Gunship Ace: The Wars of Neall Ellis, Helicopter Pilot and Mercenary

Overview

A former South African Air Force pilot who saw action throughout the region from the 1970s on, Neall Ellis is the best-known mercenary combat aviator alive. Apart from flying Alouette helicopter gunships in Angola, he has fought in the Balkan War (for Islamic forces), tried to resuscitate Mobutu’s ailing air force during his final days ruling the Congo, flew Mi-8s for Executive Outcomes, and thereafter an Mi-8 fondly dubbed 'Bokkie' for Colonel Tim Spicer in Sierra Leone. Finally, with a pair of aging Mi-24 ...
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Gunship Ace: The Wars of Neall Ellis, Gunship Pilot and Mercenary

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Overview

A former South African Air Force pilot who saw action throughout the region from the 1970s on, Neall Ellis is the best-known mercenary combat aviator alive. Apart from flying Alouette helicopter gunships in Angola, he has fought in the Balkan War (for Islamic forces), tried to resuscitate Mobutu’s ailing air force during his final days ruling the Congo, flew Mi-8s for Executive Outcomes, and thereafter an Mi-8 fondly dubbed 'Bokkie' for Colonel Tim Spicer in Sierra Leone. Finally, with a pair of aging Mi-24 Hinds, Ellis ran the Air Wing out of Aberdeen Barracks in the war against Sankoh's vicious RUF rebels.

For the past two years, as a “civilian contractor,” Ellis has been flying helicopter support missions in Afghanistan, where, he reckons, he has had more close shaves than in his entire previous four-decades put together.

Twice, single-handedly (and without a copilot), he turned the enemy back from the gates of Freetown, effectively preventing the rebels from overrunning Sierra Leone’s capital—once in the middle of the night without the benefit of night vision goggles. Nellis (as his friends call him) was also the first mercenary to work hand-in-glove with British ground and air assets in a modern guerrilla war. In Sierra Leone, Ellis' Mi-24 (“it leaked when it rained”) played a seminal role in rescuing the 11 British soldiers who had been taken hostage by the so-called West Side Boys. He also used his helicopter numerous times to fly SAS personnel on low-level reconnaissance missions into the interior of the diamond-rich country, for the simple reason that no other pilot knew the country—and the enemy—better than he did.

Al Venter, the author of War Dog and other acclaimed titles, accompanied Nellis on some of these missions. “Occasionally we returned to base with holes in our fuselage,” Venter recounts, “though once it was self-inflicted: in his enthusiasm during an attack on one of the towns in the interior, a side-gunner onboard swung his heavy machine-gun a bit too wide and hit one of our drop tanks. Had it been full at the time, things might have been different.” The upshot was that over the course of a year of military operations, the two former Soviet helicopters operated for the Sierra Leone Air Wing by Nellis and his boys were patched more often than any other comparable pair of gun ships in Asia, Africa or Latin America. Nellis himself earned a price on his head: some reports spoke of a $1 million reward dead or alive while others doubled it.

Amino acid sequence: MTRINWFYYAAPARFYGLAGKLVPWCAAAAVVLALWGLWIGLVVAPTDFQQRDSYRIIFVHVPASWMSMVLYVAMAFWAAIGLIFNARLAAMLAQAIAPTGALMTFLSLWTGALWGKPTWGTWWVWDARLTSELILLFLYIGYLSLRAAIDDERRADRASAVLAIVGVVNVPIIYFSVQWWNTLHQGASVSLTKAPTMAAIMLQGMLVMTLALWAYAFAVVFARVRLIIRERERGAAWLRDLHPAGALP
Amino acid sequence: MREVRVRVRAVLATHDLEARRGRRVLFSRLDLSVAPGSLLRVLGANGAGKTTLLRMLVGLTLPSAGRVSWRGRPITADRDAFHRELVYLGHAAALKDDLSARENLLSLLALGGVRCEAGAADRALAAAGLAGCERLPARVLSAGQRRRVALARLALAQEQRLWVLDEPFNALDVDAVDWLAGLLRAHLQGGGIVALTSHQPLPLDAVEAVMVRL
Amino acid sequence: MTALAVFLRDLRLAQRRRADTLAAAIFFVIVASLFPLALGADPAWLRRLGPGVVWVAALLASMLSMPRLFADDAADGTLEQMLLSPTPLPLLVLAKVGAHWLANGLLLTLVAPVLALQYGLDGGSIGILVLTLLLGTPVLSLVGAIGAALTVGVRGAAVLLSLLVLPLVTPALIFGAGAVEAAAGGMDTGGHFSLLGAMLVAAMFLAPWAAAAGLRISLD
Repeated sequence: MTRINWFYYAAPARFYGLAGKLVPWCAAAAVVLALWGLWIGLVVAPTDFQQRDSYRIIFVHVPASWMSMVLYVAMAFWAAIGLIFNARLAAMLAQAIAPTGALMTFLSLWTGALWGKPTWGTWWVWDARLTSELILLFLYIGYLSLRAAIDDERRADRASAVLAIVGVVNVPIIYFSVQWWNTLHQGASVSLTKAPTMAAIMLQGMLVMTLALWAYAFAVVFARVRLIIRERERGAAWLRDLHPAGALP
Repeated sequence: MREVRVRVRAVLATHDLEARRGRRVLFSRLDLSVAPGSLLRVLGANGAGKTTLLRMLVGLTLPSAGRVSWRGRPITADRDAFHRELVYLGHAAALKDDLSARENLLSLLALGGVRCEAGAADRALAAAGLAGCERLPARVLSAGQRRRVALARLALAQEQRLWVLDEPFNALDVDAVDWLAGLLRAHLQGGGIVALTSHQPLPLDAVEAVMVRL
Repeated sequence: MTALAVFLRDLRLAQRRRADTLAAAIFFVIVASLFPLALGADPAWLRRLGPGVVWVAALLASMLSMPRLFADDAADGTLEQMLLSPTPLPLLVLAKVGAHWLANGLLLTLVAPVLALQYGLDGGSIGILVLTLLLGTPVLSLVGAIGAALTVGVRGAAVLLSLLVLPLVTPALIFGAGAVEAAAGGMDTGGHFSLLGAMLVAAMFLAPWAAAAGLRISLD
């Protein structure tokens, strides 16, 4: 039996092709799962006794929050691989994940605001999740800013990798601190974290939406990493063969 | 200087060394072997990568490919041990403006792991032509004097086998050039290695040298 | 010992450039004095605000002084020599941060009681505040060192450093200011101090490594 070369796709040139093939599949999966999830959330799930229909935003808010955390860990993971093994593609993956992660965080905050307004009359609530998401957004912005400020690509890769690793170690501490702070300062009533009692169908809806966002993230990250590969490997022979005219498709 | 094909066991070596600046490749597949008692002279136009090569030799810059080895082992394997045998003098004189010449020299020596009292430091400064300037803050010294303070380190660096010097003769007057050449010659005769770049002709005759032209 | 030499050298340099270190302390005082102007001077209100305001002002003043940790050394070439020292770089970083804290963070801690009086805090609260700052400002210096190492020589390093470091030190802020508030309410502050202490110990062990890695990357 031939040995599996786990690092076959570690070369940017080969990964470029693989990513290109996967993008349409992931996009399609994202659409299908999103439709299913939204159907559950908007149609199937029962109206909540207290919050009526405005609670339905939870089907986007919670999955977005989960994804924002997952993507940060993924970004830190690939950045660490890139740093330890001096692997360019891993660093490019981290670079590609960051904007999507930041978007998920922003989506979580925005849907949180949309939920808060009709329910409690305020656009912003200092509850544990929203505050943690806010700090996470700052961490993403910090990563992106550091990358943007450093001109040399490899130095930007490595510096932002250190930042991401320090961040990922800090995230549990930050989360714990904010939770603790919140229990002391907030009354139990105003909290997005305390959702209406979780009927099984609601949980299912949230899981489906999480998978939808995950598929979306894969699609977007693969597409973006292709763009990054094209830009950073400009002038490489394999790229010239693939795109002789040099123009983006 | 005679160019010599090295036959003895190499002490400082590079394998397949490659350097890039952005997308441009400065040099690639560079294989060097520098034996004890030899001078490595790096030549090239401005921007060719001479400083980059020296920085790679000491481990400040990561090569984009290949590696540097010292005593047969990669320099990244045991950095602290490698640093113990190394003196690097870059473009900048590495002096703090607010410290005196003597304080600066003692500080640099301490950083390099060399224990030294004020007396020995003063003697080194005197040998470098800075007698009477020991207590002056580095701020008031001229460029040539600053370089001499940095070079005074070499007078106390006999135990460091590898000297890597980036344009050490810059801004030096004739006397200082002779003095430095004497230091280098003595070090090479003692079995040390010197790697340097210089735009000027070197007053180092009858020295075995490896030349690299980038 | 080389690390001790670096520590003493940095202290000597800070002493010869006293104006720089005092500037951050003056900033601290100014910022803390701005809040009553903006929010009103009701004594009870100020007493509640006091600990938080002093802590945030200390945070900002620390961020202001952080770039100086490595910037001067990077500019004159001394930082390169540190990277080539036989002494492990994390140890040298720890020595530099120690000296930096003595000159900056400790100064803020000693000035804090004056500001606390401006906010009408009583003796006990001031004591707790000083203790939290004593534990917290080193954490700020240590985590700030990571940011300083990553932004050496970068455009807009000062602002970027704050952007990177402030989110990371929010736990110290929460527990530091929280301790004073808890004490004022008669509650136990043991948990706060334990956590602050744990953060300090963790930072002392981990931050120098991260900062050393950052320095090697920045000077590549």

This book describes the full career of this storied aerial warrior, from the bush and jungles of Africa to the forests of the Balkans and the merciless mountains of today’s Afghanistan. Along the way the reader encounters a multiethnic array of enemies ranging from ideological to cold-blooded to pure evil, as well as well as examples of incredible heroism for hire.

REVIEWS

“From veteran International War Correspondent and author, Al J. Venter, we get a rare look into the profession and harrowing times of a talented pilot and gunship ace whose life reads more like an action/adventure novel than a carefully researched biography. Only this isn't fiction and the staggering risks and dangers Ellis faced time and again with daring and skill keep the story fast-paced and, well, I was going to say something trite like, entertaining. But the fact is, some parts of this story are flat out frightening... A fine tribute but then so is this book about a Gunship Ace and exceptional man who is still serving in combat zones today. This time it is in Afghanistan, where the legend and acclaim he never sought and was well earned, continues. “